This week the blog will cover climate change in Africa, including the efforts of youth organizations. This week-long focus on Africa will lead us into the 17th Conference of the Parties (COP17) to the United Nations Framework Convention on Climate Change, which takes place in Durban, South Africa from November 28th-Decemer 9th. Next week we will tell you all about the incredibly exciting COP17 coverage we will have for you here on the blog, as well as on our Facebook page and Twitter (@ClimateUSGov) including guest blogs by youth delegates from SustainUS, members of the Rainforest Partnership, and live interactive web-chat programs with experts at Durban on a variety of climate-change related topics including agriculture and women and children.
AYICC was conceived in 2006 in Nairobi, Kenya during the second international Conference of Youth before COP12. It was established to connect African youth in order to take action and make an impact on issues of climate change on country, regional, and continent-wide scales. AYICC has 42 country chapters, including Kenya, which has its own website.
There is a whole section of the AYICC website devoted to COP17. If you are interested in information about how to participate in youth activities during COP, there is information on applications, open positions, deadlines, etc.
The Nigerian Youth Climate Coalition (NYCC) has a site that connects youth from all over Nigeria (and several from around the world) and allows them to share stories, messages of hope, photos, and information on events and workshops. There are even blog posts about COP17 from an African youth perspective.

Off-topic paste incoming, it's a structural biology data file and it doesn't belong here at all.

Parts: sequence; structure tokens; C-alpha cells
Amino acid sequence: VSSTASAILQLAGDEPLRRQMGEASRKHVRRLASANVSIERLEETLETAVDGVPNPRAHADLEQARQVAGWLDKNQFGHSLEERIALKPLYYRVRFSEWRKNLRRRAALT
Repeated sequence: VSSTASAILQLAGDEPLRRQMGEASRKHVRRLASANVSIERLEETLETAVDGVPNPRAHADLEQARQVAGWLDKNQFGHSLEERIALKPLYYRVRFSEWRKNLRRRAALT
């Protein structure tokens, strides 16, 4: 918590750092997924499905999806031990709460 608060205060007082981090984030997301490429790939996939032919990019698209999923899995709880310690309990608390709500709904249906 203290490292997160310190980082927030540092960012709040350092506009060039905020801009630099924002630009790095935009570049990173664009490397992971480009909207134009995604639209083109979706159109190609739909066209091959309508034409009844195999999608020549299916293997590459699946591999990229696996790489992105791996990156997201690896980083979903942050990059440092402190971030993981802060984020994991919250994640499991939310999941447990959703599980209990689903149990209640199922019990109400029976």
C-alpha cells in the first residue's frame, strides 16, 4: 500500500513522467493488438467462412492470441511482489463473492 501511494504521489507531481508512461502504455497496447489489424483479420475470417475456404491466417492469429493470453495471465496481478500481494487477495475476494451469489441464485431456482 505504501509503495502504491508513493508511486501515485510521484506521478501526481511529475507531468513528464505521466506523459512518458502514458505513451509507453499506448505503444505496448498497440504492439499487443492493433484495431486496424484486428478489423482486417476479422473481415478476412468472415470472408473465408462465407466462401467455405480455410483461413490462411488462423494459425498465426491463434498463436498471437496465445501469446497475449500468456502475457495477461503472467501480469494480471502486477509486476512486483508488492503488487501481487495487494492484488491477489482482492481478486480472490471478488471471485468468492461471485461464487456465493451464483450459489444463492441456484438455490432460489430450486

The South African Climate Change Youth Ambassadors are three young people passionate about environmental issues chosen to represent South Africans at the Conference of Youth (COY7) before COP17. These youth will continue to work all over Africa after the conference finishes in early December, educating people about climate change issues and working with them on local action initiatives. In the weeks preceding COP17 and COY7 however, they are focused squarely on the conferences and what they hope to come out of them.
One of the youth ambassadors, 29 year old Aluwani Nemukulu from Limpopo, attends Durban University of Technology as a Biotechnology student. He talks about why we need youth involved in combating climate change: “The change in sea levels and climate patterns is affecting the African natural biodiversity. There is a need for youth engagement in preservation, protection of our natural resources and biodiversity in Africa to ensure food security and the prevention of extinction of our indigenous plant and animal species.”
If you are interested in any of these organizations, the links provided above take you to the websites, where you will find their contact information.